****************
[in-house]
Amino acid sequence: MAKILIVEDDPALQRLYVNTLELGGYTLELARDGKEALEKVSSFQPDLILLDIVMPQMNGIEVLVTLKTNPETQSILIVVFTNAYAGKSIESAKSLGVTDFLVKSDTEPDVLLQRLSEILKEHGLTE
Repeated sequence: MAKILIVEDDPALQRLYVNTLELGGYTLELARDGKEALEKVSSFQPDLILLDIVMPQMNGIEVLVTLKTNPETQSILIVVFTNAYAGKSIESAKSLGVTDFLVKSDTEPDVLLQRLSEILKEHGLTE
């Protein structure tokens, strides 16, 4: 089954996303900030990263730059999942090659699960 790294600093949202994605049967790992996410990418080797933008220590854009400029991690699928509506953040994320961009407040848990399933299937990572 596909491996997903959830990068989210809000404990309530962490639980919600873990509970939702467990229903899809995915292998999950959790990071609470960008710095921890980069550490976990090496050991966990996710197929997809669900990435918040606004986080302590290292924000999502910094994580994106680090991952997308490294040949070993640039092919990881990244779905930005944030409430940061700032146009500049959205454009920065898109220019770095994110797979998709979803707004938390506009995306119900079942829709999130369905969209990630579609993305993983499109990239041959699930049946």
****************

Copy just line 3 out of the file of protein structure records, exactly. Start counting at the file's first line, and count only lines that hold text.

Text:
Repeated sequence: MAKILIVEDDPALQRLYVNTLELGGYTLELARDGKEALEKVSSFQPDLILLDIVMPQMNGIEVLVTLKTNPETQSILIVVFTNAYAGKSIESAKSLGVTDFLVKSDTEPDVLLQRLSEILKEHGLTE